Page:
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From finance to fascism: The real effect of Germany's 1931 banking crisis

Sebastian Doerr, Stefan Gissler, Jose-Luis Peydro () and Hans-Joachim Voth

No 01-19, IBF Paper Series from IBF – Institut für Bank- und Finanzgeschichte / Institute for Banking and Financial History, Frankfurt am Main

Abstract: Do financial crises radicalize voters? We analyze a canonical case - Germany during the Great Depression. After a severe banking crisis in 1931, caused by foreign shocks and political inaction, radical voting increased sharply in the following year. Democracy collapsed six months later. We collect new data on pre-crisis bank-firm connections and show that banking distress led to markedly more radical voting, both through economic and non-economic channels. Firms linked to two large banks that failed experienced a bank-driven fall in lending, which caused reductions in their wage bill and a fall in city-level incomes. This in turn increased Nazi Party support between 1930 and 1932/33, especially in cities with a history of anti-Semitism. While both failing banks had a large negative economic impact, only exposure to the bank led by a Jewish chairman strongly predicts Nazi voting. Local exposure to the banking crisis simultaneously led to a decline in Jewish-gentile marriages and is associated with more deportations and attacks on synagogues after 1933.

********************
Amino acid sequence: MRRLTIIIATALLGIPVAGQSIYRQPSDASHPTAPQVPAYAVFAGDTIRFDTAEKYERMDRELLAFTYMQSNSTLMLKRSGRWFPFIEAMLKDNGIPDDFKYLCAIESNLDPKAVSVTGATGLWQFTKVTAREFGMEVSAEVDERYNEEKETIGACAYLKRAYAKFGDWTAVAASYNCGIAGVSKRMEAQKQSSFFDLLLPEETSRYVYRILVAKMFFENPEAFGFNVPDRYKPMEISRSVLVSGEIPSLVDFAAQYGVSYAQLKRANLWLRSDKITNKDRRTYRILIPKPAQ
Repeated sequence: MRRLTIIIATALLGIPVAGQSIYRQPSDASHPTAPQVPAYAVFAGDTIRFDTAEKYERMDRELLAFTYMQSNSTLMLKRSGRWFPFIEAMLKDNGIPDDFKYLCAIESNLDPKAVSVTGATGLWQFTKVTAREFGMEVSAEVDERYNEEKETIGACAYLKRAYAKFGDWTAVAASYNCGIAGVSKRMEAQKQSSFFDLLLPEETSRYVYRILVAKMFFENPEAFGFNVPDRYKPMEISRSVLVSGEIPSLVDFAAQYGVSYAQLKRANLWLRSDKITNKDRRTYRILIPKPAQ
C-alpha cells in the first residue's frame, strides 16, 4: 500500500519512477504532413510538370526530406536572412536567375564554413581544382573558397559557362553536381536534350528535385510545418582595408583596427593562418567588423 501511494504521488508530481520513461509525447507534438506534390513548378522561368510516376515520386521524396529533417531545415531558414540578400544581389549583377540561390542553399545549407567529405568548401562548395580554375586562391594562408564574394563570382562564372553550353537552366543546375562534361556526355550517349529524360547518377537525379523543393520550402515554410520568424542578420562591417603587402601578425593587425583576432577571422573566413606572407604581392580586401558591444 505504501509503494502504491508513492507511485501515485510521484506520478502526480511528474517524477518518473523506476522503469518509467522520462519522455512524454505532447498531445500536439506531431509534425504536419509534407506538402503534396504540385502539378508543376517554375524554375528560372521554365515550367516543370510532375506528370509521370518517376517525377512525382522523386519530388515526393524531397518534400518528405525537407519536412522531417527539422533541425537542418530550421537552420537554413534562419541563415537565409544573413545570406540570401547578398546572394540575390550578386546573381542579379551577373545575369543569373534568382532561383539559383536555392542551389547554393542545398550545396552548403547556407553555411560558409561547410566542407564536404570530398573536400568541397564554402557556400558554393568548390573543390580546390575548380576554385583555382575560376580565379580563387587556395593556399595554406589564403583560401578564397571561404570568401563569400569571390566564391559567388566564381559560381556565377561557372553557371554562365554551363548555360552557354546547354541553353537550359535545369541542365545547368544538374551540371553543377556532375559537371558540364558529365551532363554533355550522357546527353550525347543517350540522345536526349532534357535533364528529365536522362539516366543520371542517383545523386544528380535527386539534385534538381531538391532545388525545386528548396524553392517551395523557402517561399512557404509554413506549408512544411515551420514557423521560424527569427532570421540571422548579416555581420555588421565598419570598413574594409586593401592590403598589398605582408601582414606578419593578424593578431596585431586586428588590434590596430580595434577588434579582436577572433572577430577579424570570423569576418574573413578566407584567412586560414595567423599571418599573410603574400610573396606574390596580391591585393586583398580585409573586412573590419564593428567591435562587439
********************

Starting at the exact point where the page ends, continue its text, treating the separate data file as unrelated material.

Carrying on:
JEL-codes: E44 G01 G21 N20 P16 (search for similar items in EconPapers)
Date: 2019
New Economics Papers: this item is included in nep-cdm, nep-his and nep-mac
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